Computer Whiz Admits Criminal Mischief

Times Staff Writer

Kevin Mitnick, a young computer wizard who prosecutors said was as dangerous with a keyboard as a bank robber with a gun, pleaded guilty Wednesday to two criminal counts stemming from electronic skulduggery. He faces a year in prison.

Mitnick, 25, pleaded guilty to one count of computer fraud and one count of possessing unauthorized long-distance telephone codes. Under a plea agreement with the government, must also submit to three years’ supervision by probation officers after his release from prison.

In a brief hearing before U.S. District Judge Mariana Pfaelzer, Mitnick admitted penetrating a Digital Equipment Corp. computer in Massachusetts, secretly obtaining a copy of a sophisticated computer security program which the company had spent $1 million to develop.

The program, said Mitnick’s attorney, Alan Rubin, was designed to alert companies when their computers had been penetrated by hackers like Mitnick. Mitnick never attempted to sell or distribute the program, he said.


Mitnick also admitted possessing 16 unauthorized MCI long-distance codes that enabled him to make long-distance telephone calls without charge. Assistant U.S. Atty. James Asperger said Mitnick used the codes to make long-distance telephone connections to computers.

Called but Didn’t Pay

“I used the MCI codes to basically make phone calls without paying for them,” Mitnick told the judge.

Mitnick, who had also faced charges of penetrating the Leeds University computer in England, has been characterized by the government as such a danger to the community that he has been held without bail--an unprecedented order for a computer hacker--since his arrest in December.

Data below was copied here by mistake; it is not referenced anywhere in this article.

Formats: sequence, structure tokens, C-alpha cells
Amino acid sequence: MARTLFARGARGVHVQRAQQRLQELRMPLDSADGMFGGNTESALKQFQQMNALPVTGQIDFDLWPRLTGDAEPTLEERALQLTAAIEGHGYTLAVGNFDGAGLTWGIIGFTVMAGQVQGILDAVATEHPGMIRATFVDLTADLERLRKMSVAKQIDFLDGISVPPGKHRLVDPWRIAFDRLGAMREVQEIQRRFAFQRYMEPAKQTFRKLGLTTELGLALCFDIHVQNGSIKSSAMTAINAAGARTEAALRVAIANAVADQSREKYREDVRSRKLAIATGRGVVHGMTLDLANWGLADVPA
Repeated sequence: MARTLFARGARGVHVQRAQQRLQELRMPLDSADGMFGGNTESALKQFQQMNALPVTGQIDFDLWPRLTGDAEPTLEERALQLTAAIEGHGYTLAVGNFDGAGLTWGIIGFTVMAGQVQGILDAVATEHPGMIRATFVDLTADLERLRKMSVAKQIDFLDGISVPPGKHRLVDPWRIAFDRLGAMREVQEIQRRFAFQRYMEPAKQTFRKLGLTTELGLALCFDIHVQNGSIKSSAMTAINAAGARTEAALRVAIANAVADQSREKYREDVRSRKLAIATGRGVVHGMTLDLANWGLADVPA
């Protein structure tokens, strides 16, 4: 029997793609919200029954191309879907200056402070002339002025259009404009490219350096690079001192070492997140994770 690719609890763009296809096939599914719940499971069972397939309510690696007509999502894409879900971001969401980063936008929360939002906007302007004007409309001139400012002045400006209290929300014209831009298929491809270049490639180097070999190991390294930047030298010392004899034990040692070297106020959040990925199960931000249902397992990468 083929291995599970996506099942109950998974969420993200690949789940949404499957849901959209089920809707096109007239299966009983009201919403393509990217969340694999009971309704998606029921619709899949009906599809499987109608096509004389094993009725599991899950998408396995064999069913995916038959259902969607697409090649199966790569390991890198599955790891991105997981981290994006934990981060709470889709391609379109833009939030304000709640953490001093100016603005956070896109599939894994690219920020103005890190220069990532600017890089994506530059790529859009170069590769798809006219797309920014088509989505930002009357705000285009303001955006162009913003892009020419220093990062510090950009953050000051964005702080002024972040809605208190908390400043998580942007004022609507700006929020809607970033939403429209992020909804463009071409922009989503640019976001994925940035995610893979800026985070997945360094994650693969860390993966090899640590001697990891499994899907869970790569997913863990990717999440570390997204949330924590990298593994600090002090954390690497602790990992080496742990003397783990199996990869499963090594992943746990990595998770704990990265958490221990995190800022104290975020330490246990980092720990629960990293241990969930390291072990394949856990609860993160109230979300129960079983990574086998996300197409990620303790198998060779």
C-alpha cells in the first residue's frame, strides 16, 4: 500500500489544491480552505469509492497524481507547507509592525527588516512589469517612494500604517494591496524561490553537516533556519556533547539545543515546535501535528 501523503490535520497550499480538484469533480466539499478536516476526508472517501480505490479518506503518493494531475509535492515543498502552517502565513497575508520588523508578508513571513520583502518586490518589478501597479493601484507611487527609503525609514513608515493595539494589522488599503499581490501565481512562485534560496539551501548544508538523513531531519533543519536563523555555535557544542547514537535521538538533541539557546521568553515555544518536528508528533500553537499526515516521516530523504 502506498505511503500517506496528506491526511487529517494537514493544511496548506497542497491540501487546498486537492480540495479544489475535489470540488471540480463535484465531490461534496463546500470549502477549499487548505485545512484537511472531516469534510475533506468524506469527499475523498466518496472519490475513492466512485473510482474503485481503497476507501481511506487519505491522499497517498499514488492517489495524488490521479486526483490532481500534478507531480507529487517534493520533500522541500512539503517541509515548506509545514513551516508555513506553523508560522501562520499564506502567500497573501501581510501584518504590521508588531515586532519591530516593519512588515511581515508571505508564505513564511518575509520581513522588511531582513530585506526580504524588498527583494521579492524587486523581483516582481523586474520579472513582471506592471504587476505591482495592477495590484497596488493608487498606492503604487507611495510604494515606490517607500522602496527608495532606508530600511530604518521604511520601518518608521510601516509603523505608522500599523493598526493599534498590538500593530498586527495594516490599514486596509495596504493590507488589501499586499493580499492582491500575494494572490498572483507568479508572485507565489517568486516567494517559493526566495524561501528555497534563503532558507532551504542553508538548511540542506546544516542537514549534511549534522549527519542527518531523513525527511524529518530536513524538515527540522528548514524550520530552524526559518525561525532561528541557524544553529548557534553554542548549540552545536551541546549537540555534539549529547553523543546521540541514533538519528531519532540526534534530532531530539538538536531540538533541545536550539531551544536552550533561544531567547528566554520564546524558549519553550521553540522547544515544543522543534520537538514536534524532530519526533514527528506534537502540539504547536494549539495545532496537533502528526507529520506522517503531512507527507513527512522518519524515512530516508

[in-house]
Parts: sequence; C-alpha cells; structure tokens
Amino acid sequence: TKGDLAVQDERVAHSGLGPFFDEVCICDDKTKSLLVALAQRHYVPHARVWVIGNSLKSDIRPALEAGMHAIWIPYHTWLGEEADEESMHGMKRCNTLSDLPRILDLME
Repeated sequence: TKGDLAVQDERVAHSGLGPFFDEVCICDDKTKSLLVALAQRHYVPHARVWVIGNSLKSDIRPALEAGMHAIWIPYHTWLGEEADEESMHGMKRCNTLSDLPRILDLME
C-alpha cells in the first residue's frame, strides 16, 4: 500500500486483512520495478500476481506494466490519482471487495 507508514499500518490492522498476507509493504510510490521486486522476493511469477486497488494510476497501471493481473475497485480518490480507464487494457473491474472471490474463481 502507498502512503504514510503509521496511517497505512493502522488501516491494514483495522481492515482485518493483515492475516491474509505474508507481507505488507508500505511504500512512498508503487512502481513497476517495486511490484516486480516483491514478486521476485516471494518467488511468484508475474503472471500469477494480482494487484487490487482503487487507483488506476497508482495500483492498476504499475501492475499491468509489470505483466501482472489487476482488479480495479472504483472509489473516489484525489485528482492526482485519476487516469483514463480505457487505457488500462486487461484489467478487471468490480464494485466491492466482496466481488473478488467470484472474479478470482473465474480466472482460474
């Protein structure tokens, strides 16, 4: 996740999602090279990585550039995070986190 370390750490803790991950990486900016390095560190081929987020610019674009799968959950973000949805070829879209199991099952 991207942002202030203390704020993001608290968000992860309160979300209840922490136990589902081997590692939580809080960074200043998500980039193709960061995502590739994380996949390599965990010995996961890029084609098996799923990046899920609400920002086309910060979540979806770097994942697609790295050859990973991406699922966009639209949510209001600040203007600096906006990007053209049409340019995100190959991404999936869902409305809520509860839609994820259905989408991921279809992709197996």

He has been prevented from dialing any telephone calls, based on prosecutors’ fears that he would use the telephone to wreak more computer havoc. Instead, the court ordered that jail guards dial the phone for him and hand him the receiver on a long extension cord. The first three phone numbers Mitnick asked for authorization to dial were those of his lawyer, wife and mother.

At the hearing Wednesday, the man prosecutors have called a dangerous computer criminal stood quietly next to his attorney and politely responded to the judge’s questions, occasionally pushing his glasses up when they slipped down his nose.

Rubin said Mitnick was never motivated by money.

“There’s no intent to damage computers and there’s no secrets being taken, no attempt to sell anything to the Russians,” he said. Instead, Rubin said, hacking for Mitnick was “an intellectual exercise . . . (to) see if he could get in. It’s Mt. Everest--because it’s there.”


Prosecutors said they agreed to a 12-month sentence because the amount of financial damage was relatively low. Digital Equipment lost about $100,000 to $200,000 in computer “down time” investigating the security program theft, Asperger said.

As part of the plea agreement, prosecutors agreed to dismiss two additional counts charging Mitnick with illegally accessing the Leeds computer in England and a separate charge related to the Digital Equipment computer program.